ORBAA is helping to spread the word on an upcoming FAA presentation on September 15th from 10am-12pm, geared towards international operators in central Ohio.
If interested in attending this event please register here with total guest count and names from your department. Your confirmation email will follow with location details and an option for virtual meeting attendance. Registration window will close on 9/12.
FAA Threat Analysis Division Presentation
In accordance with the below mission statement, The FAA Threat Analysis Division (AXE-200) monitors security threats to National and international airspace systems and works extensively with U.S. and international air-carriers. AXE-200 services include classified security briefings for those with the appropriate clearance, as well as unclassified information regarding threats to worldwide airspace.
Mission Statement: The FAA Threat Analysis Division (ASH/AXE-200), within the Office of Security and Hazardous Material Safety, serves as the FAA intelligence lead on all security threats to the National Airspace System, FAA mission areas, FAA-regulated air carrier/operator flights, FAA-certificated airmen, and the flying public, domestically and overseas. AXE-200 works in concert with the FAA’s other offices and the Department of Transportation in conducting outreach to the Intelligence Community and national-level law enforcement community and provides those agencies with aviation expertise and analysis. AXE-200 provides intelligence support to the FAA enterprise through threat identification, warning and assessment; interagency liaison, and intelligence support to and collaboration with industry and foreign partners.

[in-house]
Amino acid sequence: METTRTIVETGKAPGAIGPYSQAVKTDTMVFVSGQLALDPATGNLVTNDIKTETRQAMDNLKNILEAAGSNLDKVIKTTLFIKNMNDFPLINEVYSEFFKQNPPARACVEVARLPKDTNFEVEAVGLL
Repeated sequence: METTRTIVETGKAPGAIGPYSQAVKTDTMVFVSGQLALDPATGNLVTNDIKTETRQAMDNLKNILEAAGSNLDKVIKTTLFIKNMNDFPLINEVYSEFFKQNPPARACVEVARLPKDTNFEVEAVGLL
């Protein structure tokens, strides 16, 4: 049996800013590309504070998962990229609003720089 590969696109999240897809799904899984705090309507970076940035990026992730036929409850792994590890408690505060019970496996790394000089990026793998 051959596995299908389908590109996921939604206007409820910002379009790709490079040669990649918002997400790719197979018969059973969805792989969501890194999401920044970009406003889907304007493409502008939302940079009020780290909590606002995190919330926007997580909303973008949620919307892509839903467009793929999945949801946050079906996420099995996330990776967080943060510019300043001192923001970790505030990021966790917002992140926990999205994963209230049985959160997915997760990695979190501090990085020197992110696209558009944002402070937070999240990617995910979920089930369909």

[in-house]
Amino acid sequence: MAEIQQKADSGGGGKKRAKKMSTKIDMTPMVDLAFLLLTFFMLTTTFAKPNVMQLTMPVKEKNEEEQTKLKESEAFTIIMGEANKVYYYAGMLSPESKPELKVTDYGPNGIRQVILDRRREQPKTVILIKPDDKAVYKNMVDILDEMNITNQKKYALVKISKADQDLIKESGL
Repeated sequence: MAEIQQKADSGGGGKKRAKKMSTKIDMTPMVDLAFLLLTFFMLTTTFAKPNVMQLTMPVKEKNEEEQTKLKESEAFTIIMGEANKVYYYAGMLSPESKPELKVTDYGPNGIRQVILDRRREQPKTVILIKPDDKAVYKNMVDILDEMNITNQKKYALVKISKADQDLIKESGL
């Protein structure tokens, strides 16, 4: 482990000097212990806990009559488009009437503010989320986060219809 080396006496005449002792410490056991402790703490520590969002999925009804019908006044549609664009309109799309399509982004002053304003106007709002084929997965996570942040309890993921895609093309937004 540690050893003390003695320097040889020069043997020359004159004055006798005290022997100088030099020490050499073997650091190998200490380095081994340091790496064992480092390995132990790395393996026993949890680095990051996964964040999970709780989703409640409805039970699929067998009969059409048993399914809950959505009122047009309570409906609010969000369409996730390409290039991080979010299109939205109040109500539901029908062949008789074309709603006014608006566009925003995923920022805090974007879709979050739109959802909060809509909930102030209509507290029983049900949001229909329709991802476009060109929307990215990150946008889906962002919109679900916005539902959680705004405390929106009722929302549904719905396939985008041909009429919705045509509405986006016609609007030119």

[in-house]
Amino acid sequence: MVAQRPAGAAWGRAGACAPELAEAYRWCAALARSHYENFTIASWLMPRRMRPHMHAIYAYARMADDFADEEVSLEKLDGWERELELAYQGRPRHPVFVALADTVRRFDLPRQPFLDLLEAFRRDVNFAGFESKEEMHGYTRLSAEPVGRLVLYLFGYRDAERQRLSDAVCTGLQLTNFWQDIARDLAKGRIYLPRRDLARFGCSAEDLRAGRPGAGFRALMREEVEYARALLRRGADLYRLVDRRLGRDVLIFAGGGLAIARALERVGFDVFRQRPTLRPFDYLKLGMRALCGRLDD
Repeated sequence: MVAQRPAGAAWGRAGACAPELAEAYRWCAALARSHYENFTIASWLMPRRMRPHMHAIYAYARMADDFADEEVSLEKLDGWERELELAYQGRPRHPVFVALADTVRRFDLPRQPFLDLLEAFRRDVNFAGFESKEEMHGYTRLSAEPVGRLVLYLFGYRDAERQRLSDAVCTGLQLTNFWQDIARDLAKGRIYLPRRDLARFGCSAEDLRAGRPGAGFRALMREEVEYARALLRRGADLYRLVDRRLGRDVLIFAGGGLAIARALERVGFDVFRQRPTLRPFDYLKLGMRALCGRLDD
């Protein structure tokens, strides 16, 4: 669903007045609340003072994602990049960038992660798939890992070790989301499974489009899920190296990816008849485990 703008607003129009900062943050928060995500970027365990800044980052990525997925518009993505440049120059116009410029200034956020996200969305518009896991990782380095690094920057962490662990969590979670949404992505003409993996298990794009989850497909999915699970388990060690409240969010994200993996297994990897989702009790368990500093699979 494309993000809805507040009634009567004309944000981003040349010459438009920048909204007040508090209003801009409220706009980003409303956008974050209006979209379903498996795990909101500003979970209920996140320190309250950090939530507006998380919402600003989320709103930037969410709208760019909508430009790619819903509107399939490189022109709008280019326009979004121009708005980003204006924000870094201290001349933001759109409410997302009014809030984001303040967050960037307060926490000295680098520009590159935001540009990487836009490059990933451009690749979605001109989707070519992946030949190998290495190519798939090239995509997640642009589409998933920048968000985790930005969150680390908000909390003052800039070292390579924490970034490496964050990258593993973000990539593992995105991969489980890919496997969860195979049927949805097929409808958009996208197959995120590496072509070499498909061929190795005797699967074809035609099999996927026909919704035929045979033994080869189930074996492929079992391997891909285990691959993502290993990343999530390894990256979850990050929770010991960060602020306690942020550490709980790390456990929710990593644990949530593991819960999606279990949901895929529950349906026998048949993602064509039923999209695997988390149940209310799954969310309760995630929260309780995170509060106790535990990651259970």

The FAA ASH/AXE-200, a 24/7 team of civil aviation analysts, is offering to hold a meeting with corporate operators of interest to discuss ongoing, evolving or emerging threats to civil aviation. A briefing will be provided highlighting recent tensions, such as in Ukraine and in the Pacific Rim (China/Taiwan); enduring areas of concern, such as in Iraq, Iran, Syria, Afghanistan, Arabian Peninsula, Africa and Somalia/Kenya; and finally, areas where intermittent security/safety issues arise, such as in Armenia/Azerbaijan and Israel that have potential impacts on civil aviation operations.